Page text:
One of the great things about living in the Pacific Northwest is the wide variety of water activities we can enjoy, from swimming to paddle boarding to boating. But our region’s streams and rivers can be swift and its open waters wild and cold. Dr. Alex Quistberg, a UW Medicine researcher at
Harborview Injury Prevention and Research Center, says taking a few simple water-safety precautions can go a long way to making sure your family’s time in and on the water is as safe as it is enjoyable.
• Alcohol use was the leading contributing factor in fatal boating injuries.
• Three out of every four boating deaths result from drowning. The vast majority of people who drowned were not wearing a life jacket.
• Operator inattention, operator inexperience, improper lookout, machinery failure and excessive speed rank also contribute to boating injuries.
Avoid leaving kids unattended near water
Children are at particularly high risk of drowning, Quistberg says, so they should always wear a well-fitting, approved life jacket when they’re playing in or near the water. “No child, especially a very young child, should be left unattended near water and that includes wading pools,” Quistberg says. “It’s important to have a responsible adult assigned to keeping an eye on kids while they’re playing in and near the water. The fact is, children drown quickly and quietly. A child should never be left unattended, not even for one minute, and young children in the water should be within ‘touching reach’ of a responsible adult.”
“If you’re going swimming, know the water you’re entering,” says Quistberg. “Rivers and streams can be fast-moving and treacherous and open water colder and deeper than expected. It’s best to swim at one of the many beaches with a lifeguard on duty. Never swim alone.”
• In 2012, 112 people drowned in Washington State. Nearly one out of five of these deaths were children or teens..
• Drowning is the second leading cause of injury-related death for children and teens aged 1 to 17 in Washington..
• Many drownings among younger children occur in bathtubs, buckets and swimming pools.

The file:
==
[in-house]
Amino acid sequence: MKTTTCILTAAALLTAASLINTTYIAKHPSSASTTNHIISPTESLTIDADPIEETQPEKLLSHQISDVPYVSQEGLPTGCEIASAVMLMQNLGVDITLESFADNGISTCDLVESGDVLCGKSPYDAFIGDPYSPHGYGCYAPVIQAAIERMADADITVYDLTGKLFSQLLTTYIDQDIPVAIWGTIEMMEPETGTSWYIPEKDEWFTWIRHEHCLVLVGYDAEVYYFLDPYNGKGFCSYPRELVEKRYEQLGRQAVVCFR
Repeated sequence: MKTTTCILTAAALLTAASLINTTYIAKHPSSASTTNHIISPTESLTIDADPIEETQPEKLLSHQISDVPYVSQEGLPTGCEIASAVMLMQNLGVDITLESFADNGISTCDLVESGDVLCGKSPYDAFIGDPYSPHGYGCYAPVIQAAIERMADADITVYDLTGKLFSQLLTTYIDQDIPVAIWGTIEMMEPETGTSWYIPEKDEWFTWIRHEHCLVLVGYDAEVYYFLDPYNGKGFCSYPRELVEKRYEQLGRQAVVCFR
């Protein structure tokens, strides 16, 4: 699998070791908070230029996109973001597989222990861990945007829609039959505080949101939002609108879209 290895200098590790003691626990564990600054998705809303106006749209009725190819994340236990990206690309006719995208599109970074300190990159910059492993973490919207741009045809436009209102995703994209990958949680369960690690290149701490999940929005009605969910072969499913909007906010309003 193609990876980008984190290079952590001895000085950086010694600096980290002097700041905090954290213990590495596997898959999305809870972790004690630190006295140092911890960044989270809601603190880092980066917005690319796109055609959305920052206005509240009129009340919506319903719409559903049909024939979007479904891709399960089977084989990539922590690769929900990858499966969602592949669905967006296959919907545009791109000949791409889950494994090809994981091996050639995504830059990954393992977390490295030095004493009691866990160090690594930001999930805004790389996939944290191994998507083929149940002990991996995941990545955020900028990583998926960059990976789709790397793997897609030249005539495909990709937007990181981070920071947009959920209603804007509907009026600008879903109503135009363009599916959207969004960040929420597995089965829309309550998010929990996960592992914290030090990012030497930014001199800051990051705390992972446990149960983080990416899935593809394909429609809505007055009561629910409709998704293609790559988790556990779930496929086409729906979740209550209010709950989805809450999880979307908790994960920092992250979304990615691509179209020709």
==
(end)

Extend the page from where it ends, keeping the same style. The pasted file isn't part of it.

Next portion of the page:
Life jackets save lives when worn while boating
Recent studies by UW Medicine researchers at the Harborview Injury Prevention and Research Center and Seattle Children’s Hospital have found that only about one in three Washington boaters wears a life jacket while out on the water.
Life jacket use was highest among boaters engaged in activities where life jackets are required by law, such as those operating jet skis or waterskiing, and among children age 12 and under, who by law must wear a life jacket when out on a boat.
Life jacket use was lower among teens, who are not required to wear a life jacket, and lowest among adults, of whom only about one in five wore a life jacket. Many adults liked newer “inflatable” life jackets which are more comfortable for consistent use; however, they are not safe for children.
“An important finding from these studies was that when even one adult on the boat wore a life jacket, adolescents and teens aboard were 20 times more likely to be wearing theirs,” says Quistberg. “Parents are a powerful role-model, as kids watch what you do more than what you say. All boaters should wear an approved life jacket at all times. That beautiful sunny day, when most boating occurs, is also when most problems arise. Experienced boaters know that crises arise quickly and unexpectedly – such as striking a submerged log or an unexpected swell. Having a life jacket stored away on the boat doesn’t help once you’ve fallen in the water.”
Reduce the risk of drowning
• Learn to swim. Formal swimming lessons have been shown to reduce the risk of swimming even among children aged 1 to 4..
• Learn adult and child CPR. If bystanders are able to perform CPR, or CardioPulmonary Resuscitation, the chances that a drowning victim will survive and do well greatly improve.
• Wear a life jacket. Non-swimmers and young children should wear well-fitting, approved life jackets while playing in and near the water and boaters should always wear one.
Alcohol and boating don’t mix
”Boating is a great time to relax, have fun and let loose — but without alcohol. Boating under the influence of alcohol is dangerous. Each year, 25 to 30 percent of boating-related deaths in Washington State involve alcohol. It’s very easy to slip and fall overboard on a boat when you’ve been drinking, and every year we see boaters who have been seriously injured because someone was piloting a boat while intoxicated. Alcohol and boating don’t mix, just like alcohol and driving don’t mix.”
“Enjoy the water this summer, but do it safely,” says Quistberg. “If you don’t know how to swim, now’s a good time to learn. Swim where it’s safe, supervise kids near the water, and wear a life jacket when you’re out on the water.”
For more water safety tips or to request an appointment with a primary care physician, call